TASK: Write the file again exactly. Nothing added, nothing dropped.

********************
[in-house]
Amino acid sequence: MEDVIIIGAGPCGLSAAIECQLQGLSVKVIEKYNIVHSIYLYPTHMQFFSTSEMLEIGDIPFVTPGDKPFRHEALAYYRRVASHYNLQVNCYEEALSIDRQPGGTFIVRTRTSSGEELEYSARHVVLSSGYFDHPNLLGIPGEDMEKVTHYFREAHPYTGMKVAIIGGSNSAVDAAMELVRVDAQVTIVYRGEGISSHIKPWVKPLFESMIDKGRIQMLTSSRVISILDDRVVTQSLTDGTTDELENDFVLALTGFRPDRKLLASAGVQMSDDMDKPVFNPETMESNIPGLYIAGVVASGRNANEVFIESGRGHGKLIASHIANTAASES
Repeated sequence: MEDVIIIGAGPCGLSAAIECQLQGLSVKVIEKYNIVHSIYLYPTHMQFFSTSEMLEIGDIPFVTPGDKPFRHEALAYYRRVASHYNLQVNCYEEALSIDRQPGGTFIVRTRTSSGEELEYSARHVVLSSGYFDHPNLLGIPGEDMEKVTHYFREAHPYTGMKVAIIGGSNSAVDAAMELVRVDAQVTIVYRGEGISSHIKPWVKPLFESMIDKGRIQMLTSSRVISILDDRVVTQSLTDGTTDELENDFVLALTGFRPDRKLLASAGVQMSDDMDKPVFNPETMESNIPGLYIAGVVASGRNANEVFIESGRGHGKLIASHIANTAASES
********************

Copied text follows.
[in-house]
Amino acid sequence: MEDVIIIGAGPCGLSAAIECQLQGLSVKVIEKYNIVHSIYLYPTHMQFFSTSEMLEIGDIPFVTPGDKPFRHEALAYYRRVASHYNLQVNCYEEALSIDRQPGGTFIVRTRTSSGEELEYSARHVVLSSGYFDHPNLLGIPGEDMEKVTHYFREAHPYTGMKVAIIGGSNSAVDAAMELVRVDAQVTIVYRGEGISSHIKPWVKPLFESMIDKGRIQMLTSSRVISILDDRVVTQSLTDGTTDELENDFVLALTGFRPDRKLLASAGVQMSDDMDKPVFNPETMESNIPGLYIAGVVASGRNANEVFIESGRGHGKLIASHIANTAASES
Repeated sequence: MEDVIIIGAGPCGLSAAIECQLQGLSVKVIEKYNIVHSIYLYPTHMQFFSTSEMLEIGDIPFVTPGDKPFRHEALAYYRRVASHYNLQVNCYEEALSIDRQPGGTFIVRTRTSSGEELEYSARHVVLSSGYFDHPNLLGIPGEDMEKVTHYFREAHPYTGMKVAIIGGSNSAVDAAMELVRVDAQVTIVYRGEGISSHIKPWVKPLFESMIDKGRIQMLTSSRVISILDDRVVTQSLTDGTTDELENDFVLALTGFRPDRKLLASAGVQMSDDMDKPVFNPETMESNIPGLYIAGVVASGRNANEVFIESGRGHGKLIASHIANTAASES